Let Me Forget

by Stephen Edgar

You run your eyes across the glossy
Lithography of paradise: the sand’s
White gold, the opaline transparent blue
You’ll soon be lolling in, a sky unmarred
And constant to the limits of the view—
All in your hands.
You take the tickets, pass your credit card.

Behind that door, like Cavaradossi,
If you could hear above your heart’s content,
Blindfold and bound,
A stranger fastened to an implement
Appeals for mercy with the world’s worst sound.

Your wife has bought the extra virgin
Inflected with a subtle trace of lime,
The milk-fed veal, as tender as herself,
The chicken livers, the King Island cream—
It seems a pity to omit a shelf—
The chives, the thyme;
And there’s her shopping voucher to redeem.

Behind that door, it is no surgeon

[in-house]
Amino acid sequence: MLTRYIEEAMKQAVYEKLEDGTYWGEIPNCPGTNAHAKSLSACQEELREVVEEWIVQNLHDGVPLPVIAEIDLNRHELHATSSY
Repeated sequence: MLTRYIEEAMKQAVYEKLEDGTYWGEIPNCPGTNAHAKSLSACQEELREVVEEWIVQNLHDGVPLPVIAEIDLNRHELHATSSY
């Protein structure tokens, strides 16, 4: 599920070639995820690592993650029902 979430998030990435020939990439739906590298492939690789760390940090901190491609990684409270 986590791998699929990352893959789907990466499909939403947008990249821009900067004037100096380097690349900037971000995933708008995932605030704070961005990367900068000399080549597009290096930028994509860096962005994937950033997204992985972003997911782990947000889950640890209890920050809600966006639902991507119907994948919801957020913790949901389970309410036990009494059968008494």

Who makes the live incision, or instils
Into the eyes
Of some mute animal the caustic mils,
Or monitors its functions as it dies.

So home you both go, your attention
Diverted now towards the holiday
In prospect, now the meal tonight, your friends,
Problems with Chloe, and the arbitrage
Absorbing you at work, on which depends
The tax you’ll pay.
You park the Merc before the locked garage.

Behind that door, past comprehension,
Beyond imagining, the universe;
The laws upon
Whose unknown code the selves that you rehearse
From day to day are based; oblivion.

So much you’ve failed to see or mention.
But you’ve no guilt to own to or dispel.
Each day you take
This anaesthetic and it keeps you well
To face the day you could not face awake.

First published in Mascara Literary Review. History of the Day (2009) and Other Summers (2006) can be ordered online from Black Pepper Publishing at http://users.vic.chariot.net.au/~bpepper/